Ibn Khattab, born Thamir Saleh Abdullah as-Suwailem in Saudi Arabia, was a heavily influential Arab fighter in the two wars in Chechnya. During the First War, he rose to prominence with his military prowess, earning him the respect of other Arab fighters and local Caucasian fighters alike. Shortly before the Second War in Chechnya, he along with Shamil Basayev founded the Islamic International Brigade, which acted as his personal army.
The UN has noted of Ibn Khattab that he had substantial ties to al-Qaeda. From their designation of the brigade on the UN al-Qaeda Sanctions List, " In October 1999, emissaries of Basayev and Al-Khattab traveled to Usama bin Laden’s home base in the Afghan province of Kandahar, where Bin Laden agreed to provide substantial military assistance and financial aid, including by making arrangements to send to Chechnya several hundred fighters to fight against Russian troops and perpetrate acts of terrorism".
Ibn Khattab died in Chechnya in 2002 from alleged poisoning.
Shamil Basayev was widely considered to be the leader of the entirety of Chechen insurgency. He was a fierce fighter who personally led many battles against Russian forces. But he was also a notorious terrorist. Shamil Basayev has been linked to the 2004 hostage crisis in Beslan that left more than 300 people dead. He was allegedly also behind another hostage crisis in a Moscow theater in 2002.
In 1999, Basayev founded the Riyadus Salihiin Reconnaissance and Sabotage Battalion of Chechen Martyrs, or RSRSBCM for short. The RSRSBCM was (and is currently still operating) a group specifically designed to conduct sabotage and hostage taking operations. After being restarted in 2009 by the Caucasus Emirate's leader, Dokku Umarav (who also had ties to both Ibn Khattab and Shamil Basayev), the group is now used to carry about suicide operations.
The UN, in their designation of both the Islamic International Brigade and the RSRSBCM noted this of Basayev: "In March 1994, Basayev arrived in Afghanistan and toured fighter training camps in Khost province. He returned to Afghanistan with the first group of Chechen militants in May 1994. Basayev underwent training in Afghanistan and had close connections with Al-Qaida. Several hundred Chechens eventually trained in Al-Qaida camps in Afghanistan...The support was often reciprocated. Al-Qaida’s select “055 Brigade,” which fought against the Northern Alliance in Afghanistan, included a number of Chechens, many of whom were believed to be followers of Basayev, Barayev and Al-Khattab."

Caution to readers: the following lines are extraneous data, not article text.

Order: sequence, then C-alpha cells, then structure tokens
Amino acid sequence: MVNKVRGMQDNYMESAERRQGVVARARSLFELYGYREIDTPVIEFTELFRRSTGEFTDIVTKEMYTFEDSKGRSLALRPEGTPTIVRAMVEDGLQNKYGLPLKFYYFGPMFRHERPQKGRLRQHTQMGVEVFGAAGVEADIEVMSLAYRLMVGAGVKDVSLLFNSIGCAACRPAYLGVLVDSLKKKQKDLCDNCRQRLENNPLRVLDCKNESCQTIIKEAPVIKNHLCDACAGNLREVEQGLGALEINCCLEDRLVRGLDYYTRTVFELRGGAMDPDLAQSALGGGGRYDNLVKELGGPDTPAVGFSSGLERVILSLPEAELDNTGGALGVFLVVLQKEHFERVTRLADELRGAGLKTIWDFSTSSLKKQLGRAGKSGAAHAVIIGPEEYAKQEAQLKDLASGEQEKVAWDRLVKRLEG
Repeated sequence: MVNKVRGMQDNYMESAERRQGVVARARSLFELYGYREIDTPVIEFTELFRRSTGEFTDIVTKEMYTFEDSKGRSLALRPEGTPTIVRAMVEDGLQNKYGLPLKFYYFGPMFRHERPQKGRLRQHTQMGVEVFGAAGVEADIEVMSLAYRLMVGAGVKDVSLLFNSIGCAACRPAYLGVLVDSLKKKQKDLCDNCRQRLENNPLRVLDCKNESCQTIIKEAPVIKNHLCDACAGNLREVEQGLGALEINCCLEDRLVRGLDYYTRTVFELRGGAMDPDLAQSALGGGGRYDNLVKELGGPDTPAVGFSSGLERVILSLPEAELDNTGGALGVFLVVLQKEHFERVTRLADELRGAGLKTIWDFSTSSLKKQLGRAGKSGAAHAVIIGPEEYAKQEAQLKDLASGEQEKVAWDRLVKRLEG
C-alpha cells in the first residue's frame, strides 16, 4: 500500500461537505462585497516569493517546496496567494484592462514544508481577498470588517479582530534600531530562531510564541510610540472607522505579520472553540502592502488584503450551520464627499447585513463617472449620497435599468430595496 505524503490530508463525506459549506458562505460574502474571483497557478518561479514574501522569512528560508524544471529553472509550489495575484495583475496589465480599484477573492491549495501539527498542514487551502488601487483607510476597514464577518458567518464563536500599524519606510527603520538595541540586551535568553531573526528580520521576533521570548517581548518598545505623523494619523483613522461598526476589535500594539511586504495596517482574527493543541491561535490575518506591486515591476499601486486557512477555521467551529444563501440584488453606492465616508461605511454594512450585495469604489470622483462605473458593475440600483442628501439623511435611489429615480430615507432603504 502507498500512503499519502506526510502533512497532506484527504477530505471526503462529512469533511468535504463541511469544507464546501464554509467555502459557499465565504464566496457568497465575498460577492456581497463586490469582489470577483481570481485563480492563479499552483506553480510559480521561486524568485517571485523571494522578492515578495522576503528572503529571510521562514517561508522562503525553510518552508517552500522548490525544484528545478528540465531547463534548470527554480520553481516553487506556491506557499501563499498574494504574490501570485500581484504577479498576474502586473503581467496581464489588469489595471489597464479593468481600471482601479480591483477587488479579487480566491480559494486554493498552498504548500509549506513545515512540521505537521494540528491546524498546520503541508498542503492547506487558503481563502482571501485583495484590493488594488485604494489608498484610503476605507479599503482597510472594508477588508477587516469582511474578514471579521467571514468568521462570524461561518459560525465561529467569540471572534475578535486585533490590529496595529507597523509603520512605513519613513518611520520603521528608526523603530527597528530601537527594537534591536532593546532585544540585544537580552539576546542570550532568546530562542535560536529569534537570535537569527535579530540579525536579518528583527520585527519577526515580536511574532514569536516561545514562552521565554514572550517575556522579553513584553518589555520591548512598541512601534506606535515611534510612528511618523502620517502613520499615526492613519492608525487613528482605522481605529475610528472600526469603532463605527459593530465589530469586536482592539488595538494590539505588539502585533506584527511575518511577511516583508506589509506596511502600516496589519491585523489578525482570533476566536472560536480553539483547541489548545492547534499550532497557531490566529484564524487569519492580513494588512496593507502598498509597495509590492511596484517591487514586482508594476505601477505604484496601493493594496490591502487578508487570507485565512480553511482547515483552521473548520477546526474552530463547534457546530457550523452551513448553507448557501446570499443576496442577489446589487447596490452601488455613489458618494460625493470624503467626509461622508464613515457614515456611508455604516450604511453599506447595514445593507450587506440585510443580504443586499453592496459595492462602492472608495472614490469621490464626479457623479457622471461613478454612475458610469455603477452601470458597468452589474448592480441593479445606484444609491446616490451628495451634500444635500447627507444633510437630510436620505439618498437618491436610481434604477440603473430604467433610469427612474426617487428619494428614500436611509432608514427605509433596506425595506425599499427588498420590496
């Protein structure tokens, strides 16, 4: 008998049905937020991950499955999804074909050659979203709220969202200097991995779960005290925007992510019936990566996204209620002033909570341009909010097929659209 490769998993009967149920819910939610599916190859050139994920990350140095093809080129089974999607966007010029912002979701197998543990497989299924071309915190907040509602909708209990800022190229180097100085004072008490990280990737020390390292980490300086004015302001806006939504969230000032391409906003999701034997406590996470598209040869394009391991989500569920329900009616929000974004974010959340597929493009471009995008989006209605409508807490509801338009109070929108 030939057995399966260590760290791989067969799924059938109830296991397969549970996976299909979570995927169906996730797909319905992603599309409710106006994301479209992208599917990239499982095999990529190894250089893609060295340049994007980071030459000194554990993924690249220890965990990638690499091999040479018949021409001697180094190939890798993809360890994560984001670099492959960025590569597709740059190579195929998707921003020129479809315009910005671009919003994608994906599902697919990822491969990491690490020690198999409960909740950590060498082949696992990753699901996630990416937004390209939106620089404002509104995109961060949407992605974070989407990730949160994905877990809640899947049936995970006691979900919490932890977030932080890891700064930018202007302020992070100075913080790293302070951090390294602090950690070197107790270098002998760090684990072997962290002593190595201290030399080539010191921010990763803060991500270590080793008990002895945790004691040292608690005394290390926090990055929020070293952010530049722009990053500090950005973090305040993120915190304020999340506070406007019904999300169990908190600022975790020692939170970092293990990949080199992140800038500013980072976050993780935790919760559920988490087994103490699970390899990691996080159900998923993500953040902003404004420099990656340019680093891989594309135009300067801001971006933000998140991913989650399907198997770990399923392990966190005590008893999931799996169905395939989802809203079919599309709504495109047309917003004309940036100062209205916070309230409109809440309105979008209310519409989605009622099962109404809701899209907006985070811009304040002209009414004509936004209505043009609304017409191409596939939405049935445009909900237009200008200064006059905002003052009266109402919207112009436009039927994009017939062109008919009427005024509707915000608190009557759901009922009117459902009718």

Basayev was killed in 2006 in a likely Russian FSB assassination.
Another figure featured in the video was a man named Abu al-Walid, another Saudi in Ibn Khattab's group. After the latter's death, al-Walid took over control of the brigades. In the UN designation, they note that "In 2002, Al-Qaida was attempting to raise USD 2 million to support Abu al-Walid, who had succeeded Ibn al-Khattab in the leadership of IIB as the new Arab Chechen leader". At the age of 16, al-Walid went to Afghanistan to participate in the jihad against the Soviets, where he trained in bin Laden's and Abdullah Azzam's Makhtab al-Khadamat.
Walid was killed in 2004 in Chechnya by Russian Forces.
On Muslim Shishani:
Muslim Shishani is a very popular emir of an independent group fighting inside Syria against the Assad regime. His group, Junud ash-Sham (soldiers of Syria), fights in Latakia province and is a largely Chechen group but other nationalities are present. Before fighting in Latakia, however, Muslim and his group fought alongside another Chechen named Sayfullah Shishani, who's group is part of the al-Qaeda affiliate Jabhat al-Nusra.
Muslim has largely tried to stay out of the infighting between Chechen factions from al-Qaeda and ISIS. But, From Chechnya to Syria, a site that tracks Russian speaking fighters in Syria, notes that Muslim released a statement regarding the infighting saying "2-3 thousand people, and almost all Muhajireen [foreign fighters], out of more than 50 thousand Mujahideen, declare themselves a state and call anyone who does not obey them apostates. And they forgot that Sharia is higher than the state and that it is even higher than the caliphate".
The site also notes that Muslim's biography includes fighting for Ibn Khattab and Abu Walid, as well as having gave an oath of allegiance to Dokku Umarav, who of course led the al-Qaeda affiliated Caucasus Emirate before his death. However, Muslim could not get back to Chechnya and instead chose to fight in Syria instead. Joanna Paraszczuk of From Chechnya to Syria notes that in part, this is why Muslim tries to stay independent. Referring back to his comments on the infighting and his companionship with Sayfullah Shishani, it would appear that if Muslim had to take a side, it would probably be the side of Jabhat al-Nusra.
It appears that Junud ash-Sham is trying to capitalize on Muslim's ties and time spent with these individuals; this could be in a move to make his credentials among other Chechens in Syria that much higher and/or it could be a move to attract new fighters to his group.
Translations used from From Chechnya to Syria are purely the work of those responsible at that site and I take no credit for them.
The video has since been taken down, but when and if it resurfaces I will add it back to this post.